councils of despair

Sheila Cohen writes on the situation after last month’s elections

The May elections have left a smirk on Cameron’s face – or perhaps we should say deepened the one that was already there. But for the left the result was, once again, a mixture of predictability and despair. While the Tories got trounced in the Northern cities – and the LibDems , of course, everywhere –  any illusion of a return to sanity was flattened by the Tories’ overall performance.

ed miliband is fishing for conservative working-class support

The staunch battalions of the North, it seems, have never forgotten Thatcher and the wounds she inflicted – but in the supposedly affluent South-East, the dynasties that once fell to New Labour have once again reverted to at least the appearance of support for what our rulers love to refer to as “aspirational” policies.     Continue reading “councils of despair”

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book review of phillip blond’s ‘red tory’

by Sebastian Wright

Two events intervened just prior to my reading of Phillip Blond’s ‘Red Tory‘, which made me doubt the necessity of the exercise. The first was the publication of Jonathan Raban’s wonderfully enjoyable lampooning of it in the London Review of Books, under the title of ‘Cameron’s Crank‘. Whilst Raban is a bit hard on Blond’s writing skills (personally, I think the book is pretty well written; its more the dubious intellectualism at fault) he does a great job of cutting to heart of the parochial, nostalgic sentiment that prevails throughout. In the same issue of the LRB, John Gray reviews a book by Tim Bale on the Conservatives from Thatcher to Cameron, and concurs with Bale’s assessment that, in regard to the Red Tory retreat to socially conservative anti-liberalism, ‘Conservatism of this kind spells potential disaster for Cameron and his party.’

Phillip Blond, Red Tory-in-chief

Which leads to the second point. This ‘disaster’ seems to be unfolding in front of our very eyes. With the Blond-inspired ‘Big Society’ idea apparently falling flat on the election trail, and inverse rhetoric about the ‘broken society’ also not winning over many fans, Cameron has recently decided to adopt a tougher, more conventional Conservative message, evident in the Conservative party’s billboard promising to cut the benefits of those who refuse to work. Continue reading “book review of phillip blond’s ‘red tory’”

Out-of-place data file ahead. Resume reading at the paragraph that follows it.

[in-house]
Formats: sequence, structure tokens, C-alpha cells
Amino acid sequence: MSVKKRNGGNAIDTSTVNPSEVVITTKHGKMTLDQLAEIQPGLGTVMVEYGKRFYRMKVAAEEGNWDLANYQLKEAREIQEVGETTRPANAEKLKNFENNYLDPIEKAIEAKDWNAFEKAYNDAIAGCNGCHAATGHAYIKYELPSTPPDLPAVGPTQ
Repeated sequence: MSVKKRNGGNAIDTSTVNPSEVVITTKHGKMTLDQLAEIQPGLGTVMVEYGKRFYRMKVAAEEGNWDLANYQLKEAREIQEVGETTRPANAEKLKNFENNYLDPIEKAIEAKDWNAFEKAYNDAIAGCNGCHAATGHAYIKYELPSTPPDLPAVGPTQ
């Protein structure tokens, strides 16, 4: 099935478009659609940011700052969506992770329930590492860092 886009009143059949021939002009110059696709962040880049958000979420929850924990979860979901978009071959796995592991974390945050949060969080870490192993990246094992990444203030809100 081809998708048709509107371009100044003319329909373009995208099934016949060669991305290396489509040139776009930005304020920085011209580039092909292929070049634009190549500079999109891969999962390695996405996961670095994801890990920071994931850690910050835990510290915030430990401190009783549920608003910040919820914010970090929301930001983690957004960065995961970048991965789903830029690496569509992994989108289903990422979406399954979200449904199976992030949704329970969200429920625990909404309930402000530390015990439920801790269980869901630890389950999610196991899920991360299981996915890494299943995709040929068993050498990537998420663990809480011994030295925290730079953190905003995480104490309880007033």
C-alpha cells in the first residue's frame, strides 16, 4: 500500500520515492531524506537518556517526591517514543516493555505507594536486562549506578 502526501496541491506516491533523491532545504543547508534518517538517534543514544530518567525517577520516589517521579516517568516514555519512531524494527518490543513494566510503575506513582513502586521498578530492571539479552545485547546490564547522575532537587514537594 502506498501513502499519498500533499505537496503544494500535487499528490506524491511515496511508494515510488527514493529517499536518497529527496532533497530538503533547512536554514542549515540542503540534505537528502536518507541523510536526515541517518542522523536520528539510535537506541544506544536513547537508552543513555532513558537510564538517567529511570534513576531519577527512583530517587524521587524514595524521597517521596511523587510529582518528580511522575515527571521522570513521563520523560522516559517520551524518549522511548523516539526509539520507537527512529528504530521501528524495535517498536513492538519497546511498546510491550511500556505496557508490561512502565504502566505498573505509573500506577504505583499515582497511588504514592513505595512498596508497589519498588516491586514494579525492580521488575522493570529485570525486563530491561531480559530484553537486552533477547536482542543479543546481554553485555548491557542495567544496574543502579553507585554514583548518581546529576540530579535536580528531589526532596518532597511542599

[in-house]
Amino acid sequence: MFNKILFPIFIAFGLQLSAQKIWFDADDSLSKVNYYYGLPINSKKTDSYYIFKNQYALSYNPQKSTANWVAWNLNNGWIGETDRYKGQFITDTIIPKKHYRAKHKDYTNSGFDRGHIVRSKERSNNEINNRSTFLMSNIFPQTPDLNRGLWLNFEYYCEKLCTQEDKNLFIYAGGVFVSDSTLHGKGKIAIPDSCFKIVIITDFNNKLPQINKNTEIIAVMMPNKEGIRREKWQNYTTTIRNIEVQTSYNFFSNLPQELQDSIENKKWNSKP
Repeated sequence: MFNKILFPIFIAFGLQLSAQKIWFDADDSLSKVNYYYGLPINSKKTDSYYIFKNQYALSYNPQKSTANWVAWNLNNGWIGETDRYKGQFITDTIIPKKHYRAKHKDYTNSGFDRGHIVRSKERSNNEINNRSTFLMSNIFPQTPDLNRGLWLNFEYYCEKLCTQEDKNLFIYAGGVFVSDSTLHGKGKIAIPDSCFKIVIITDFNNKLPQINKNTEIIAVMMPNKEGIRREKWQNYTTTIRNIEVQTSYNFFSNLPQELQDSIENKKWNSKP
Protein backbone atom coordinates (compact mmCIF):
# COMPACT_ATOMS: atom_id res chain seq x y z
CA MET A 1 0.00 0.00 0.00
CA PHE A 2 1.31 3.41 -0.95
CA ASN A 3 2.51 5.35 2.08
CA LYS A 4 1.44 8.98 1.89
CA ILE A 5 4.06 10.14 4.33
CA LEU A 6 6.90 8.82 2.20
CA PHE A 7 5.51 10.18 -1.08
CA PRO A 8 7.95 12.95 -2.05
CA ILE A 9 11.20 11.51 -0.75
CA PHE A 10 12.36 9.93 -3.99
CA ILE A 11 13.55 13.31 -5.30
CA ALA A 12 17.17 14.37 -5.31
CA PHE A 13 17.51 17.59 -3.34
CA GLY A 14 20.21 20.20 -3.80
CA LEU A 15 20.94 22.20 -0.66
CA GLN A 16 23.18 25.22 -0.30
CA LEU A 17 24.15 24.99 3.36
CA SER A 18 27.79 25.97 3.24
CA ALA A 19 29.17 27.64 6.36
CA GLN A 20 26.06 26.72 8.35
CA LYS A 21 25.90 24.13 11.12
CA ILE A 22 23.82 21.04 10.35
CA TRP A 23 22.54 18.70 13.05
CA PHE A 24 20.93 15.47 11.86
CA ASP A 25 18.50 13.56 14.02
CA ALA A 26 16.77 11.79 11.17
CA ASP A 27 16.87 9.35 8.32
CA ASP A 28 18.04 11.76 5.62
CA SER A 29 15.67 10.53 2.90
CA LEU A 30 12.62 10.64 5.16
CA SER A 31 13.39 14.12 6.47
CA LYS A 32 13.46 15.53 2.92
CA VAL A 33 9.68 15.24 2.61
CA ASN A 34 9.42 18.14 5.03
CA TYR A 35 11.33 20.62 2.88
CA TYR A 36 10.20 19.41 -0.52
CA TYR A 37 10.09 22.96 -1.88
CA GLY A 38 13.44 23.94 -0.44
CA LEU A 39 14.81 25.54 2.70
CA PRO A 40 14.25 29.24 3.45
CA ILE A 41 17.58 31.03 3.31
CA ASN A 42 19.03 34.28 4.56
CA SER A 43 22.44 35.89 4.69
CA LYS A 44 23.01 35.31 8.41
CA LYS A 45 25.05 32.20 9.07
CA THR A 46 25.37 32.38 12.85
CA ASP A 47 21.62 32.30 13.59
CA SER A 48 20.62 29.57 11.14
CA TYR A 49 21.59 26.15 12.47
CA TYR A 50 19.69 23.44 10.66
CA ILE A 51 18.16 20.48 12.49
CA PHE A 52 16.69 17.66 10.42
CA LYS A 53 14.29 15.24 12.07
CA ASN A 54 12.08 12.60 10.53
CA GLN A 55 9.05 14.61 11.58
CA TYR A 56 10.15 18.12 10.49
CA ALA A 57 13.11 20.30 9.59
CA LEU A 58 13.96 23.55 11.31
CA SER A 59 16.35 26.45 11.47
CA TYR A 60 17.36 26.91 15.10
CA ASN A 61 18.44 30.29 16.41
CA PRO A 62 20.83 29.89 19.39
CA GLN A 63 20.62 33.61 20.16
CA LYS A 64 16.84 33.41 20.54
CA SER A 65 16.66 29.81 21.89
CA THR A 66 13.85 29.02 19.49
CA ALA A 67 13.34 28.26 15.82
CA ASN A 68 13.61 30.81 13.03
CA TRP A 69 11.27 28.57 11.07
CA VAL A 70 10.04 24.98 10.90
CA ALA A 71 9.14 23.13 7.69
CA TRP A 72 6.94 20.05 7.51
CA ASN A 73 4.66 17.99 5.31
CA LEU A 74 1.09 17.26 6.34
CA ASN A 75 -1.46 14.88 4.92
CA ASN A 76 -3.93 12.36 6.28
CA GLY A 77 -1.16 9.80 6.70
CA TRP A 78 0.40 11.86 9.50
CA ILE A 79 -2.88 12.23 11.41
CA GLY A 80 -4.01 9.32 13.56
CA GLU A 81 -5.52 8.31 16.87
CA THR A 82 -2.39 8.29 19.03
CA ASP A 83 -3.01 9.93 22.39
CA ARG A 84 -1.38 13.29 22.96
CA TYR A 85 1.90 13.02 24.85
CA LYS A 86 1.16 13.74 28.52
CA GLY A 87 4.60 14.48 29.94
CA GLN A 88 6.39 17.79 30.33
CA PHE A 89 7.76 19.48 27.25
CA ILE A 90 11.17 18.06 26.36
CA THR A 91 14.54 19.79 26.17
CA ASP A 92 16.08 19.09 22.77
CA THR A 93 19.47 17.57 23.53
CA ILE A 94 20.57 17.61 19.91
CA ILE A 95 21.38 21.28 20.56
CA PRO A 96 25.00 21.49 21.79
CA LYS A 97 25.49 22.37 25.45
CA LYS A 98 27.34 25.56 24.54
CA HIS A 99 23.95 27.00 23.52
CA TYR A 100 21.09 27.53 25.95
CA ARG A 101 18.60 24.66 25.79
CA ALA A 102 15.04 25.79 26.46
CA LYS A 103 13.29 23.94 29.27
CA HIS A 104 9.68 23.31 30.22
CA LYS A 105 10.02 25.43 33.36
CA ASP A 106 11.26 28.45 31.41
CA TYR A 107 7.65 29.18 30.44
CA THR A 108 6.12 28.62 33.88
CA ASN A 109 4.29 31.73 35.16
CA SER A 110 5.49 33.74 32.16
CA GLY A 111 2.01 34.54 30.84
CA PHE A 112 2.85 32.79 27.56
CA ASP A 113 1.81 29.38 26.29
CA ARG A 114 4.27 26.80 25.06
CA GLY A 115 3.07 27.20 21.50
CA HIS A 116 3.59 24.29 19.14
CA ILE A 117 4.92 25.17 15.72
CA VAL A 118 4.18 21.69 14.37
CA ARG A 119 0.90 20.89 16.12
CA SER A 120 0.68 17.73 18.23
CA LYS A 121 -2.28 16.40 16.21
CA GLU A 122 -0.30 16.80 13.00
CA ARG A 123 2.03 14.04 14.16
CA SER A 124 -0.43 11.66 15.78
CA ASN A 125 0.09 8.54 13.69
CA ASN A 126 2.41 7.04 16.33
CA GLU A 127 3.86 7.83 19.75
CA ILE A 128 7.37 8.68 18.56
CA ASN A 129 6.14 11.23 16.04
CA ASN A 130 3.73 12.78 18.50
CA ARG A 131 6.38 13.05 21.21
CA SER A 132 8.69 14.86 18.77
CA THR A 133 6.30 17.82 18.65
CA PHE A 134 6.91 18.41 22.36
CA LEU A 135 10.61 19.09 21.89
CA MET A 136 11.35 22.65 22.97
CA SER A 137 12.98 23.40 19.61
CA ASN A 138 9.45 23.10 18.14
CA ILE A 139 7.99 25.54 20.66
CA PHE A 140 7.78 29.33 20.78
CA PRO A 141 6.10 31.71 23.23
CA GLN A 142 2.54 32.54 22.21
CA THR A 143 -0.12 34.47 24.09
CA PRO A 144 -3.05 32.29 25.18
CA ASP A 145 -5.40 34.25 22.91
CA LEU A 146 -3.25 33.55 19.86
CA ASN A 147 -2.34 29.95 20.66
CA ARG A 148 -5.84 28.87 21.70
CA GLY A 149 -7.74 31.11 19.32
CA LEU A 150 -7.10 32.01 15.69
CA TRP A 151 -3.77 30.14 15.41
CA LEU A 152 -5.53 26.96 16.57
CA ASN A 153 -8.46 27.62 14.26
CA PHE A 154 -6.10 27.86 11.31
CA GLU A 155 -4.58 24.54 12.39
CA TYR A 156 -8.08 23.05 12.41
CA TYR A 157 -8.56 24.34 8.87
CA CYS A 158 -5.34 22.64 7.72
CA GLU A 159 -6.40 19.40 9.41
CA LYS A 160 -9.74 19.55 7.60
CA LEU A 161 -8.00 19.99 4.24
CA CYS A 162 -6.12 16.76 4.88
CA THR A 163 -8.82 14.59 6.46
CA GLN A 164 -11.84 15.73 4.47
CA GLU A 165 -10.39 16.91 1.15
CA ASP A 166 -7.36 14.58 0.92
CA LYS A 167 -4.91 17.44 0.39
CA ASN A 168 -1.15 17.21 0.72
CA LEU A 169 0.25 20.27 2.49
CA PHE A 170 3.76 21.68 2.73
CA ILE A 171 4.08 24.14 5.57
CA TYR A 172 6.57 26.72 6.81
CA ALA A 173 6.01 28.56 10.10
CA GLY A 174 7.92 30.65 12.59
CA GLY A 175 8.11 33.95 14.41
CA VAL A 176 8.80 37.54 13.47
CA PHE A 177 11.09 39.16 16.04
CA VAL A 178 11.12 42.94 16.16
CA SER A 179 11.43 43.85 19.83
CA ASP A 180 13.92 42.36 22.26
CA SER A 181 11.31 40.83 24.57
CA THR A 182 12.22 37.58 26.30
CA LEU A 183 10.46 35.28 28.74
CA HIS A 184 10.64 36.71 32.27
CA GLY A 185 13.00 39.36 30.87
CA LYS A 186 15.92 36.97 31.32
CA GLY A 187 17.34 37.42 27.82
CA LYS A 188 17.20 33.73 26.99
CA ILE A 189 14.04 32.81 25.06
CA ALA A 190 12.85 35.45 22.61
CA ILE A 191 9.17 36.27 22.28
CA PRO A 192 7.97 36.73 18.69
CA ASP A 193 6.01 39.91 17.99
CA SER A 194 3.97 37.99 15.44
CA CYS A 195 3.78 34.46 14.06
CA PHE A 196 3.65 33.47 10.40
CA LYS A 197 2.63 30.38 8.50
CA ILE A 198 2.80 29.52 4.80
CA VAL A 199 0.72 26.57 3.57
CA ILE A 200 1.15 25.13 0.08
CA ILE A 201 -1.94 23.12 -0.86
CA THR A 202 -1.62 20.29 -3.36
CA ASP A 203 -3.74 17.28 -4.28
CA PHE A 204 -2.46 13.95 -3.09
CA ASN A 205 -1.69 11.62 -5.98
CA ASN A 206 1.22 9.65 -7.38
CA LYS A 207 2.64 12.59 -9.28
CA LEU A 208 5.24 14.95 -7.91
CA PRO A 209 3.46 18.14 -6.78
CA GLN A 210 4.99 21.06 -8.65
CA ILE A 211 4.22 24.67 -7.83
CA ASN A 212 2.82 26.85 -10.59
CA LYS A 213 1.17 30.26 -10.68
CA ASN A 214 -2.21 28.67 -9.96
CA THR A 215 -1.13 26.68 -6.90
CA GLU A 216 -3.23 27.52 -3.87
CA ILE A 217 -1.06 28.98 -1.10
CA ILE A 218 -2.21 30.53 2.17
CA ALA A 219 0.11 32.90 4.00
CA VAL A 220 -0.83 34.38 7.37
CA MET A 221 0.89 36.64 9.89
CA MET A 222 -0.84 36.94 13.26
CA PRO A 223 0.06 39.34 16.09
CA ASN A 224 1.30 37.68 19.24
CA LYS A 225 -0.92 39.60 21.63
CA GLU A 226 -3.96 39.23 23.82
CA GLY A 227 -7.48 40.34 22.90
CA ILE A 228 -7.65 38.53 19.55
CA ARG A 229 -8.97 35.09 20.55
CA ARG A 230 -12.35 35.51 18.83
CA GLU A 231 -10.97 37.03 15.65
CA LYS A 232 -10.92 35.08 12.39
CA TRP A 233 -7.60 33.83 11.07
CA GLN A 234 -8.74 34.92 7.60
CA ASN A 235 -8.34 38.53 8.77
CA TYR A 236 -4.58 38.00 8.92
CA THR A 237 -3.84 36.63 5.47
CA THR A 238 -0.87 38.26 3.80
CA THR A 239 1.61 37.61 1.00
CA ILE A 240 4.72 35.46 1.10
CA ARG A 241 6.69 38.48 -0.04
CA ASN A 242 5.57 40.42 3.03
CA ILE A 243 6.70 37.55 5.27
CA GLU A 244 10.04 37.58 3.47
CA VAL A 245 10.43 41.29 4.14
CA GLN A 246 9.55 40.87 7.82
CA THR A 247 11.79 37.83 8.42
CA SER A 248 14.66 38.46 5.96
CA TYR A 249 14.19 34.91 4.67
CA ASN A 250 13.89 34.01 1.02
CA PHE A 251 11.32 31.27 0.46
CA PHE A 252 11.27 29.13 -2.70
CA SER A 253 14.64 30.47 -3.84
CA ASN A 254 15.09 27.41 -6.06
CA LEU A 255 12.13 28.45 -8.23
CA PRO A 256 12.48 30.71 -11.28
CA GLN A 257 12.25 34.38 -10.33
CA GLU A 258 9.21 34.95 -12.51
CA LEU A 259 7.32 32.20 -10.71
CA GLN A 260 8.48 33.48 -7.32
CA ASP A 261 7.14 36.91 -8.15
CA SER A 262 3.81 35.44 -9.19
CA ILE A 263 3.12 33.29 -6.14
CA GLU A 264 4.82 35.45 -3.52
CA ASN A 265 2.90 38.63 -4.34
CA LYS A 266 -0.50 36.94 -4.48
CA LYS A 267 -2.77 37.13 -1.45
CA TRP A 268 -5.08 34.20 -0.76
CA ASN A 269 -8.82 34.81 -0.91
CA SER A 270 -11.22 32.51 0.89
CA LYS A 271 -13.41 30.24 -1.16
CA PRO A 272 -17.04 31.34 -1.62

tory co-ops mean privatisation

by Gregor Gall

The longstanding cross party consensus on cooperatives has taken a nasty turn. Traditionally, all the main parties have all supported – albeit a token way – the ideas of cooperatives.

For ‘old’, social democratic Labour, this has been about supporting workers and extending industrial democracy. Here the notion was that workers should be supported when they try to buck the outcomes of the market, even if cooperatives were a far from perfect means to do so. Continue reading “tory co-ops mean privatisation”

the commune’s 21st september london forum on the tories

Public discussion forum

Polls put the Tories ahead of Labour by 17% and heading for a 100 seat majority at the coming general election. All indications are that we are heading for a Tory government by next summer.

camerontoryconf

When the Tories were last in power, Thatcher and Major led a vicious 18-year capitalist offensive against the working class, and the anti-union laws they introduced remain to this day under Gordon Brown. They restructured industry, created mass unemployment, scapegoated the poor and casualised labour.

We have every reason to worry: but what is the Tory agenda today? Are we ready for the challenge? The Commune is hosting a public forum to discuss these questions, and all are welcome. Continue reading “the commune’s 21st september london forum on the tories”